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Posts Tagged ‘French Literature’

This small piece contains a nice little twist ending and delights the reader in its’ comedy. Here is what the eminent George Saintsbury had to say in the Introduction:

Pierre Grassou is much slighter and smaller; it is not even on a level with Honorine or Le Colonel Chabert. But it is good in itself; it is very characteristic of its time, and it is specially happy as giving the volume a touch of comedy, which is grateful, and which makes it as a whole rather superior to most of Balzac’s volumes,— volumes apt to be ‘ fagoted’ rather than composed. The figure of the artist-bourgeois, neither Bohemian nor buveur d’eau, is excellently hit off, and the thing leaves us with all the sense of a pleasant afterpiece.

The fact that Grassou is used and ends up winning in the end is a thing that should be considered by contemporary psychologists.  For you see Grassou is portrayed, to reiterate Saintsbury, as the bourgeois artist ordinaire.  Grassou can’t paint and is told to quit but he quietly goes about his business and ends up an old master. Ha! One should read the thing to get the general effect of the twist ending.  Here is the link to it on Google Books:

http://books.google.com/books?id=UdMTAAAAYAAJ&pg=PA267&dq=pierre+grassou#PPP1,M1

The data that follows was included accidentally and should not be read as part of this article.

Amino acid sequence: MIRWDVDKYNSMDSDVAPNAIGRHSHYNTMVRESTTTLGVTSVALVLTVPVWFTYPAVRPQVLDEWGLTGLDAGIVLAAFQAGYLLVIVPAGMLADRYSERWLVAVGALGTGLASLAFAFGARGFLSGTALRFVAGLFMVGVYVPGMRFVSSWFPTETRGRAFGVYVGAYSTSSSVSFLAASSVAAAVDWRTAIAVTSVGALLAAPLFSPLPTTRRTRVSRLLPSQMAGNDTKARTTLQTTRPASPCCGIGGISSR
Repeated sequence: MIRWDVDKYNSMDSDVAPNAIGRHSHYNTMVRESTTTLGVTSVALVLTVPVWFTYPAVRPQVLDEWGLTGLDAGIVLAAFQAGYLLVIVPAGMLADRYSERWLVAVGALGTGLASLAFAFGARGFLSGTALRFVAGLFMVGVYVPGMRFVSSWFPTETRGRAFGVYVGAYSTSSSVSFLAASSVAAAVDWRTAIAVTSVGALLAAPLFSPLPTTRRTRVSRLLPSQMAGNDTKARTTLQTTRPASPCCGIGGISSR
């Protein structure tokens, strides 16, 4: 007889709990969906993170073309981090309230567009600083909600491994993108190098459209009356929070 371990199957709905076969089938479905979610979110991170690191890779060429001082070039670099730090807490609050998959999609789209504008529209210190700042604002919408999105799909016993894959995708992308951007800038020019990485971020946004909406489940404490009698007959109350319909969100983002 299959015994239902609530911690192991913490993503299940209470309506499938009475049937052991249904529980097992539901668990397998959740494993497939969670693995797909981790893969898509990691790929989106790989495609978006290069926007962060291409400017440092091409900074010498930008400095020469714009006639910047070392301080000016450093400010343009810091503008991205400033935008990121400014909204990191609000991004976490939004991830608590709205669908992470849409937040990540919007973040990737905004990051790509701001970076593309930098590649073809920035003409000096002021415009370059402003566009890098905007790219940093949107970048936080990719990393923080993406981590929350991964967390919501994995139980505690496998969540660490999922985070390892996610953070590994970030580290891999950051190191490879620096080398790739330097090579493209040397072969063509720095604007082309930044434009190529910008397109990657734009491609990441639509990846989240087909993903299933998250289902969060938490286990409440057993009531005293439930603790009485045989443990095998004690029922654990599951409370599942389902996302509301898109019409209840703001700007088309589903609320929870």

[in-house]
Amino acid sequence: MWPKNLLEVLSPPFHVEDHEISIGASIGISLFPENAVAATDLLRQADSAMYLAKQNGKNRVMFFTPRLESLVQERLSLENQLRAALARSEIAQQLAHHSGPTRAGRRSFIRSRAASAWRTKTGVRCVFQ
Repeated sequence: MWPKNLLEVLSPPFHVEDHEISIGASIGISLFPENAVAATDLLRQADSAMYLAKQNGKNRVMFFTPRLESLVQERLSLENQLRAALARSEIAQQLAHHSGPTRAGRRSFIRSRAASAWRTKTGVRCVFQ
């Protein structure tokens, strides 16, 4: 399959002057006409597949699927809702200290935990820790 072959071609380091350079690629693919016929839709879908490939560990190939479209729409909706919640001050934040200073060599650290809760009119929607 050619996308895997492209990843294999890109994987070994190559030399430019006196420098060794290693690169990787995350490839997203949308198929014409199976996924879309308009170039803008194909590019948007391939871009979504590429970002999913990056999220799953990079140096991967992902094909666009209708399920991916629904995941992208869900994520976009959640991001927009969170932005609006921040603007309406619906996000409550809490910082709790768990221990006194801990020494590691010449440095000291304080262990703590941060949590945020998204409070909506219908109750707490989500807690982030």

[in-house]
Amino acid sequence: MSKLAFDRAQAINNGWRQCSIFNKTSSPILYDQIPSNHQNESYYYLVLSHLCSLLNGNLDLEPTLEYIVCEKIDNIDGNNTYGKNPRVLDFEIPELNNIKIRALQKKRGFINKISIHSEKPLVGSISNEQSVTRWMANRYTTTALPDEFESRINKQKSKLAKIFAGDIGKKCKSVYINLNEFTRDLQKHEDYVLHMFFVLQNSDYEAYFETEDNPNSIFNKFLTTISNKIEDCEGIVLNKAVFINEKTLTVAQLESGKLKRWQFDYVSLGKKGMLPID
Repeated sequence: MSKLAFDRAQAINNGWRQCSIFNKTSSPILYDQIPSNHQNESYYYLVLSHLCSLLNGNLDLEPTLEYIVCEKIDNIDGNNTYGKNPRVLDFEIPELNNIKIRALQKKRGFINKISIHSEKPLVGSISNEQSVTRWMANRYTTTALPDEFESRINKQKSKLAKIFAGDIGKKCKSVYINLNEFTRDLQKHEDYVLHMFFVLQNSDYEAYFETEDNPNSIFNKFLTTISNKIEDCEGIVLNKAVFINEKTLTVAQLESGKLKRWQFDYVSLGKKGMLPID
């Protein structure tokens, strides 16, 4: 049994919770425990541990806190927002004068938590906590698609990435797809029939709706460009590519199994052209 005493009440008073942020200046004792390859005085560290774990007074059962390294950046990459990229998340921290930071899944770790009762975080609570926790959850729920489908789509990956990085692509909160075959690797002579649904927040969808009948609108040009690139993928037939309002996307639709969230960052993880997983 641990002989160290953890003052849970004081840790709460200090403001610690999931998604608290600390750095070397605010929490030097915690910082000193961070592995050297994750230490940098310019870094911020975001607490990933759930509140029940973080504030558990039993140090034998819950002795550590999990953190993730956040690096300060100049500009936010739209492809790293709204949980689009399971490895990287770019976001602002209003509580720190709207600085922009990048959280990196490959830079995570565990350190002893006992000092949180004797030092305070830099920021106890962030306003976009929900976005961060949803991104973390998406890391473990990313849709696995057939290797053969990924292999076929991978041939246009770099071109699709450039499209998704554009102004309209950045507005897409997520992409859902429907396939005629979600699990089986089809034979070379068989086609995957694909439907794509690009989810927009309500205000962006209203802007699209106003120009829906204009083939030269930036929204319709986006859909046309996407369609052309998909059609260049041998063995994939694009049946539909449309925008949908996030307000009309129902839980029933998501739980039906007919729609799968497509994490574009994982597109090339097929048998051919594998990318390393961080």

The Paris of Delacroix and Ingres comes to life in the course of this short story and if I am not mistaken I believe the Louvre was still used to house artists during this period.  With the omnipresent Salon culture permeating the art world of the Bourbon Restoration, there was little room for untalented men such as Pierre Grassou.  Balzac has no couth for such men as Grassou but he plays a forgiving god and lets Monsieur Grassou make dividends on his hard work and miniscule luck.

Please read and enjoy.

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En Francais>Le Ventre de Paris

http://www.gutenberg.org/dirs/etext04/8vntr10.txt in French.

http://books.google.com/books?hl=en&id=32NomB4ADC4C&dq=the+belly+of+paris&printsec=frontcover&source=web&ots=fC-oP15_AU&sig=bNGfeYYBxos2WcWQ47HVhHGVi_M&sa=X&oi=book_result&resnum=6&ct=result#PPA248,M1 in English.

 

This episode in the Rougon-Macquart series is one of the better books I have read from Zola.  It centers on Les Halles, the central food market in Paris at the time.  It is highly class-conscious, though extremely engaging and enjoyable.  There is a brief review of it at the food blog Chocolate and Zucchini which can be seen with this link: http://chocolateandzucchini.com/archives/2004/05/the_belly_of_paris.php

I would implore you to read this book, if only for your inner gourmand.

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